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Neuropharmacology. 2015 Dec;99:658-64. doi: 10.1016/j.neuropharm.2015.08.045. Epub 2015 Aug 31.

Methamphetamine blocks exercise effects on Bdnf and Drd2 gene expression in frontal cortex and striatum.

Author information

1
Department of Psychology, University of California, Los Angeles 90095, USA.
2
Department of Integrative Biology and Physiology, University of California, Los Angeles 90095, USA.
3
Department of Integrative Biology and Physiology, University of California, Los Angeles 90095, USA; Department of Neurosurgery, University of California, Los Angeles 90095, USA.
4
Department of Psychology, University of California, Los Angeles 90095, USA. Electronic address: aizquie@psych.ucla.edu.

Abstract

Exposure to drugs of abuse can produce many neurobiological changes which may lead to increased valuation of rewards and decreased sensitivity to their costs. Many of these behavioral alterations are associated with activity of D2-expressing medium spiny neurons in the striatum. Additionally, Bdnf in the striatum has been shown to play a role in flexible reward-seeking behavior. Given that voluntary aerobic exercise can affect the expression of these proteins in healthy subjects, and that exercise has shown promise as an anti-addictive therapy, we set out to quantify changes in D2 and Bdnf expression in methamphetamine-exposed rats given access to running wheels. Sixty-four rats were treated for two weeks with an escalating dose of methamphetamine or saline, then either sacrificed, housed in standard cages, or given free access to a running wheel for 6 weeks prior to sacrifice. Rats treated with methamphetamine ran significantly greater distances than saline-treated rats, suggesting an augmentation in the reinforcement value of voluntary wheel running. Transcription of Drd2 and Bdnf was assessed via RT-qPCR. Protein expression levels of D2 and phosphorylation of the TrkB receptor were measured via western blot. Drd2 and Bdnf mRNA levels were impacted independently by exercise and methamphetamine, but exposure to methamphetamine prior to the initiation of exercise blocked the exercise-induced changes seen in rats treated with saline. Expression levels of both proteins were elevated immediately after methamphetamine, but returned to baseline after six weeks, regardless of exercise status.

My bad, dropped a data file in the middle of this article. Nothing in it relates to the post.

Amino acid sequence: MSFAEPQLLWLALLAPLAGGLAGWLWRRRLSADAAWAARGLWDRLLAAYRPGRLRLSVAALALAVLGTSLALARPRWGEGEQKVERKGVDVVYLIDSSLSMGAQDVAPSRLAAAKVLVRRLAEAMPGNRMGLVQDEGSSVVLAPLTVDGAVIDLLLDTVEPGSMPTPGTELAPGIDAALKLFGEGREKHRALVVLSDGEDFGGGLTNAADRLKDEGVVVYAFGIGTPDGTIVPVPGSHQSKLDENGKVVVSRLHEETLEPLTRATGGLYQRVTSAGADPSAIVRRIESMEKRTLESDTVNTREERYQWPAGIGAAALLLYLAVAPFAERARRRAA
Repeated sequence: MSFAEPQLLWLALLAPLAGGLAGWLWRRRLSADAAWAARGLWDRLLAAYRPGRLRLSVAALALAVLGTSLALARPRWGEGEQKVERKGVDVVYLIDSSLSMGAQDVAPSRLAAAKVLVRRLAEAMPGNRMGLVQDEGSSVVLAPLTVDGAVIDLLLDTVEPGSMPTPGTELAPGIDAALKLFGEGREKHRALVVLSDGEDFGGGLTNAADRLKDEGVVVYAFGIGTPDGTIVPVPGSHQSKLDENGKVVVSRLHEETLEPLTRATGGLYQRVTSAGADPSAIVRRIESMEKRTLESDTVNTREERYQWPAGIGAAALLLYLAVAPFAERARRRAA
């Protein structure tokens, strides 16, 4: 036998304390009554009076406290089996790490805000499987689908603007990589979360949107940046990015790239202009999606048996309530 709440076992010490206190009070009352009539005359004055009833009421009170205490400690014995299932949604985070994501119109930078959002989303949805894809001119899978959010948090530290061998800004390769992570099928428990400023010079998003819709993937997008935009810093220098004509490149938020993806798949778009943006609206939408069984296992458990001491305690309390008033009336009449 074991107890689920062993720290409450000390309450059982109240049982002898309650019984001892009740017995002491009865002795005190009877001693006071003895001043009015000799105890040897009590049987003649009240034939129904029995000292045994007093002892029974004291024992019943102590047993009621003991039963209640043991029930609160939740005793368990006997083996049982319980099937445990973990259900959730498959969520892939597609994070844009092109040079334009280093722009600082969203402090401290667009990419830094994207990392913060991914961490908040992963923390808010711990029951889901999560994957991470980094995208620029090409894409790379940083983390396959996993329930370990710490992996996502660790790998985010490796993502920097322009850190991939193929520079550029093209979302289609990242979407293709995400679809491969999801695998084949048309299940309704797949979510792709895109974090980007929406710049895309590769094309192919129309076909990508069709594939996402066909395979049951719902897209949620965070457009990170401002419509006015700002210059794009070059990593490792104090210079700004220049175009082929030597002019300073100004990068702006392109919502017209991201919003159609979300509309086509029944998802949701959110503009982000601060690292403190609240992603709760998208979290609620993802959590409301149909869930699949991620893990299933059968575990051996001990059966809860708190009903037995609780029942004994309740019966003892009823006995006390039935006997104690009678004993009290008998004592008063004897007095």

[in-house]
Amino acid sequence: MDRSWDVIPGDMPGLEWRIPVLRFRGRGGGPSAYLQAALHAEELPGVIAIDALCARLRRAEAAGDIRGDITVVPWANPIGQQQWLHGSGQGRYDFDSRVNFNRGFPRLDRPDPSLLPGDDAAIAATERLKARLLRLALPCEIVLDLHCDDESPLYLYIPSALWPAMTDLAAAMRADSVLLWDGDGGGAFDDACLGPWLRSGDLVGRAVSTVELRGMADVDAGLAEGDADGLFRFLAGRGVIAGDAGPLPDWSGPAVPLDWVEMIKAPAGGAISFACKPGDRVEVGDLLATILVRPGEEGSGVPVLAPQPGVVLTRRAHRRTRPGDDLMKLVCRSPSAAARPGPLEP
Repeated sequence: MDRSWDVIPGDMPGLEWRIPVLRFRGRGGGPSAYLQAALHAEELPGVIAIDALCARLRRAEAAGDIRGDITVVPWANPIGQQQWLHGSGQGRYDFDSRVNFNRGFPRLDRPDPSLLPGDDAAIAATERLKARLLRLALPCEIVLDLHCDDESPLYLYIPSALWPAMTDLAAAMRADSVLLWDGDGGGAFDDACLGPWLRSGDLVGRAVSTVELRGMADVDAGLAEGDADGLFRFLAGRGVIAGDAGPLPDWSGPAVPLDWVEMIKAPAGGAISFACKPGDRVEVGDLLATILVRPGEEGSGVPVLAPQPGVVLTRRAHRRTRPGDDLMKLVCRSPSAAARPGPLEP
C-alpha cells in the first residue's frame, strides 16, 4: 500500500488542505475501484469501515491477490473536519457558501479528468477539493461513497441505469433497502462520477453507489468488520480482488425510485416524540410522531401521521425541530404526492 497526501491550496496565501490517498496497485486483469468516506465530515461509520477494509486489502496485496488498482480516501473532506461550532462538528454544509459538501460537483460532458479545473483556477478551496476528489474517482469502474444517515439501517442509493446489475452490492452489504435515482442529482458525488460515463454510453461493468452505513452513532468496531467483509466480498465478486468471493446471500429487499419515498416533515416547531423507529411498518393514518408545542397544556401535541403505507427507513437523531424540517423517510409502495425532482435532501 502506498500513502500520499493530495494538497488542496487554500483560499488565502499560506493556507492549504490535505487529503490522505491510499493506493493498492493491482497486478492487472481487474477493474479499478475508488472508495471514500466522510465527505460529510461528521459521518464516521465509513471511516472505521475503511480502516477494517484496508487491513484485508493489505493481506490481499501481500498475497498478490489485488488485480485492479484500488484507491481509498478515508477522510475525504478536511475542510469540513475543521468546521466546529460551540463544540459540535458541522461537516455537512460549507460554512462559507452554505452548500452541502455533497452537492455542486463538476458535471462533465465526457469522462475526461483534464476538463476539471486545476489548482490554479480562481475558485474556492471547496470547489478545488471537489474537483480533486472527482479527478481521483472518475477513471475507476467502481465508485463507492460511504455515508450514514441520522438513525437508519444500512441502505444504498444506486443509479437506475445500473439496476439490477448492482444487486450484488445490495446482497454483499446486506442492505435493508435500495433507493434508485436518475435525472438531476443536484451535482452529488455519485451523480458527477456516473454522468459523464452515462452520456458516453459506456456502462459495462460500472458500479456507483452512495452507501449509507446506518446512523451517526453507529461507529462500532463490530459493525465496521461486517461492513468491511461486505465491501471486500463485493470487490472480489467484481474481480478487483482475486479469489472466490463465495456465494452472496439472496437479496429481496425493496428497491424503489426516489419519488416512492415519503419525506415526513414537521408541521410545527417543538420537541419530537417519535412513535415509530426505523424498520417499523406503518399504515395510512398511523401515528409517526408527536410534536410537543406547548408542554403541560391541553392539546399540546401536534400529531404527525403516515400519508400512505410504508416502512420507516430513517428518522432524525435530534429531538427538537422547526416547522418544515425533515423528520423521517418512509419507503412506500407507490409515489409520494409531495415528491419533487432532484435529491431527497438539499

KEYWORDS:

D2 receptors; Frontocortical; Inflammation; Psychostimulant; Striatal; TrkB; Withdrawal

PMID:
26334786
PMCID:
PMC5352165
DOI:
10.1016/j.neuropharm.2015.08.045
[Indexed for MEDLINE]
Free PMC Article

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